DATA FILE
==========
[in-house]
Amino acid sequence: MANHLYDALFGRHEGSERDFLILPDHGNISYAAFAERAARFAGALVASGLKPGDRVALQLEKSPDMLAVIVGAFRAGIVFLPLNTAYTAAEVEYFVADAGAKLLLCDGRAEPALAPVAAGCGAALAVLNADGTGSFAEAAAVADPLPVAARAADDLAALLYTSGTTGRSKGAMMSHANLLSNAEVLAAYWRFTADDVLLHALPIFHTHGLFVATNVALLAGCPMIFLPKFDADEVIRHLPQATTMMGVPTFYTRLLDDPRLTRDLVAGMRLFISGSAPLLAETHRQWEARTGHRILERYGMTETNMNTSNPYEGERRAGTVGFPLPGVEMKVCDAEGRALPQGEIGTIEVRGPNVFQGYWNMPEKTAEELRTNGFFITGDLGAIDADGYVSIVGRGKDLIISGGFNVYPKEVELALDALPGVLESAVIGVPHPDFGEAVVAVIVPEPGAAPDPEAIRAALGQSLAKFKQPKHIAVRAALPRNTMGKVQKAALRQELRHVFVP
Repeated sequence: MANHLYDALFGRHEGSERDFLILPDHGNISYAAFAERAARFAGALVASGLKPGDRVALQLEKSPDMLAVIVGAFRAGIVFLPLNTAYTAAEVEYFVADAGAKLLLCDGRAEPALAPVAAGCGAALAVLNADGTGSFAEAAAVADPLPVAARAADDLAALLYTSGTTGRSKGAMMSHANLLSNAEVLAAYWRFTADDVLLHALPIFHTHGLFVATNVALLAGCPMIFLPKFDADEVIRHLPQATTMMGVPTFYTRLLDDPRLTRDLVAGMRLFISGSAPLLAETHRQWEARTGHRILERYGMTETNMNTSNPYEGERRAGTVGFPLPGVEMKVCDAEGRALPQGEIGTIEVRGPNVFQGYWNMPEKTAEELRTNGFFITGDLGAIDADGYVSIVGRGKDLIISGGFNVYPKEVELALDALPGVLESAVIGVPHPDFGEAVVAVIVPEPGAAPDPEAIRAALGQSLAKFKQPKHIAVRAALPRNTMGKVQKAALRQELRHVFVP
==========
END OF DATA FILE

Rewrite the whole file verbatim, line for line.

[in-house]
Amino acid sequence: MANHLYDALFGRHEGSERDFLILPDHGNISYAAFAERAARFAGALVASGLKPGDRVALQLEKSPDMLAVIVGAFRAGIVFLPLNTAYTAAEVEYFVADAGAKLLLCDGRAEPALAPVAAGCGAALAVLNADGTGSFAEAAAVADPLPVAARAADDLAALLYTSGTTGRSKGAMMSHANLLSNAEVLAAYWRFTADDVLLHALPIFHTHGLFVATNVALLAGCPMIFLPKFDADEVIRHLPQATTMMGVPTFYTRLLDDPRLTRDLVAGMRLFISGSAPLLAETHRQWEARTGHRILERYGMTETNMNTSNPYEGERRAGTVGFPLPGVEMKVCDAEGRALPQGEIGTIEVRGPNVFQGYWNMPEKTAEELRTNGFFITGDLGAIDADGYVSIVGRGKDLIISGGFNVYPKEVELALDALPGVLESAVIGVPHPDFGEAVVAVIVPEPGAAPDPEAIRAALGQSLAKFKQPKHIAVRAALPRNTMGKVQKAALRQELRHVFVP
Repeated sequence: MANHLYDALFGRHEGSERDFLILPDHGNISYAAFAERAARFAGALVASGLKPGDRVALQLEKSPDMLAVIVGAFRAGIVFLPLNTAYTAAEVEYFVADAGAKLLLCDGRAEPALAPVAAGCGAALAVLNADGTGSFAEAAAVADPLPVAARAADDLAALLYTSGTTGRSKGAMMSHANLLSNAEVLAAYWRFTADDVLLHALPIFHTHGLFVATNVALLAGCPMIFLPKFDADEVIRHLPQATTMMGVPTFYTRLLDDPRLTRDLVAGMRLFISGSAPLLAETHRQWEARTGHRILERYGMTETNMNTSNPYEGERRAGTVGFPLPGVEMKVCDAEGRALPQGEIGTIEVRGPNVFQGYWNMPEKTAEELRTNGFFITGDLGAIDADGYVSIVGRGKDLIISGGFNVYPKEVELALDALPGVLESAVIGVPHPDFGEAVVAVIVPEPGAAPDPEAIRAALGQSLAKFKQPKHIAVRAALPRNTMGKVQKAALRQELRHVFVP